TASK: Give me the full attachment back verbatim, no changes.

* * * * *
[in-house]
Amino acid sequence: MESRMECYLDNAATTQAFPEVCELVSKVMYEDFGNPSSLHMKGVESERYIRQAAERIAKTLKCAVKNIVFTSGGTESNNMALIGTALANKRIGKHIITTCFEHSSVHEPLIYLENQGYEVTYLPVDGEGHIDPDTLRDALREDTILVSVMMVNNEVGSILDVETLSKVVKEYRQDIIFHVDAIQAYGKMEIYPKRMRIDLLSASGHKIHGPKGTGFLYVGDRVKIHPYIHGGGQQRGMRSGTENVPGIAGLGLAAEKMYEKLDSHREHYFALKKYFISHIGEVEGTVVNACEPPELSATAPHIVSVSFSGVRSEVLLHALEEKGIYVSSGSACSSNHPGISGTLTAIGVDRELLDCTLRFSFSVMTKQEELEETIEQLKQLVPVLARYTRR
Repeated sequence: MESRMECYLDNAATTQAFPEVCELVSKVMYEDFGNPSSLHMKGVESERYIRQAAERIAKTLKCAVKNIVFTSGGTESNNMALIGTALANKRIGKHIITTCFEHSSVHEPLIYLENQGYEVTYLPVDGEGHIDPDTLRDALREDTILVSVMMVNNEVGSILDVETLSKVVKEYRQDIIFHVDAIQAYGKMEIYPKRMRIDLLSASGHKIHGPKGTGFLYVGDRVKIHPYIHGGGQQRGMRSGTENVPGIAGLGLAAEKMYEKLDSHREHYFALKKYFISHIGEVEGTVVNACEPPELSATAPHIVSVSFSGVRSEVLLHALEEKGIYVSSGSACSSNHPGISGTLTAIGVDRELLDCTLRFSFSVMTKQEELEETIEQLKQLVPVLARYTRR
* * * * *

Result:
[in-house]
Amino acid sequence: MESRMECYLDNAATTQAFPEVCELVSKVMYEDFGNPSSLHMKGVESERYIRQAAERIAKTLKCAVKNIVFTSGGTESNNMALIGTALANKRIGKHIITTCFEHSSVHEPLIYLENQGYEVTYLPVDGEGHIDPDTLRDALREDTILVSVMMVNNEVGSILDVETLSKVVKEYRQDIIFHVDAIQAYGKMEIYPKRMRIDLLSASGHKIHGPKGTGFLYVGDRVKIHPYIHGGGQQRGMRSGTENVPGIAGLGLAAEKMYEKLDSHREHYFALKKYFISHIGEVEGTVVNACEPPELSATAPHIVSVSFSGVRSEVLLHALEEKGIYVSSGSACSSNHPGISGTLTAIGVDRELLDCTLRFSFSVMTKQEELEETIEQLKQLVPVLARYTRR
Repeated sequence: MESRMECYLDNAATTQAFPEVCELVSKVMYEDFGNPSSLHMKGVESERYIRQAAERIAKTLKCAVKNIVFTSGGTESNNMALIGTALANKRIGKHIITTCFEHSSVHEPLIYLENQGYEVTYLPVDGEGHIDPDTLRDALREDTILVSVMMVNNEVGSILDVETLSKVVKEYRQDIIFHVDAIQAYGKMEIYPKRMRIDLLSASGHKIHGPKGTGFLYVGDRVKIHPYIHGGGQQRGMRSGTENVPGIAGLGLAAEKMYEKLDSHREHYFALKKYFISHIGEVEGTVVNACEPPELSATAPHIVSVSFSGVRSEVLLHALEEKGIYVSSGSACSSNHPGISGTLTAIGVDRELLDCTLRFSFSVMTKQEELEETIEQLKQLVPVLARYTRR